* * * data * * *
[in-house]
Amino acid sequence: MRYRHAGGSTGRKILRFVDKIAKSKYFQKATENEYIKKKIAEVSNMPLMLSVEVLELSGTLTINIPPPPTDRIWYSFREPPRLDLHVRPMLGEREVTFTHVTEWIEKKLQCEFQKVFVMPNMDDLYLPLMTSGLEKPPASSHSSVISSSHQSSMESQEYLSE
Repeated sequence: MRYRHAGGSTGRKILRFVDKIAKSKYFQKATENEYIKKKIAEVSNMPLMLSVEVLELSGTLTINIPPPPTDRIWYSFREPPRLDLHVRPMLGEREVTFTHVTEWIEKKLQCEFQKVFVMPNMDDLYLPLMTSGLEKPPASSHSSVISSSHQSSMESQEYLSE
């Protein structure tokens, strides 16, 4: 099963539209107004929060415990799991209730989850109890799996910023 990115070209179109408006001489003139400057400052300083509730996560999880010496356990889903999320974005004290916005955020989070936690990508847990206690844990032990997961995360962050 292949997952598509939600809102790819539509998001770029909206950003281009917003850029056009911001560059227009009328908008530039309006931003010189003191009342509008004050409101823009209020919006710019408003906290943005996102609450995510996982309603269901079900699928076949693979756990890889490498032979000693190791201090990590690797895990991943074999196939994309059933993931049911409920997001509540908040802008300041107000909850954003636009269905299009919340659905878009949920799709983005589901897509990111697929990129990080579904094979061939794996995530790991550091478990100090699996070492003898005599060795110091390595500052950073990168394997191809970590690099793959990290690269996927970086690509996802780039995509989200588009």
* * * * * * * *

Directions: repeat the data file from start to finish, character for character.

[in-house]
Amino acid sequence: MRYRHAGGSTGRKILRFVDKIAKSKYFQKATENEYIKKKIAEVSNMPLMLSVEVLELSGTLTINIPPPPTDRIWYSFREPPRLDLHVRPMLGEREVTFTHVTEWIEKKLQCEFQKVFVMPNMDDLYLPLMTSGLEKPPASSHSSVISSSHQSSMESQEYLSE
Repeated sequence: MRYRHAGGSTGRKILRFVDKIAKSKYFQKATENEYIKKKIAEVSNMPLMLSVEVLELSGTLTINIPPPPTDRIWYSFREPPRLDLHVRPMLGEREVTFTHVTEWIEKKLQCEFQKVFVMPNMDDLYLPLMTSGLEKPPASSHSSVISSSHQSSMESQEYLSE
């Protein structure tokens, strides 16, 4: 099963539209107004929060415990799991209730989850109890799996910023 990115070209179109408006001489003139400057400052300083509730996560999880010496356990889903999320974005004290916005955020989070936690990508847990206690844990032990997961995360962050 292949997952598509939600809102790819539509998001770029909206950003281009917003850029056009911001560059227009009328908008530039309006931003010189003191009342509008004050409101823009209020919006710019408003906290943005996102609450995510996982309603269901079900699928076949693979756990890889490498032979000693190791201090990590690797895990991943074999196939994309059933993931049911409920997001509540908040802008300041107000909850954003636009269905299009919340659905878009949920799709983005589901897509990111697929990129990080579904094979061939794996995530790991550091478990100090699996070492003898005599060795110091390595500052950073990168394997191809970590690099793959990290690269996927970086690509996802780039995509989200588009």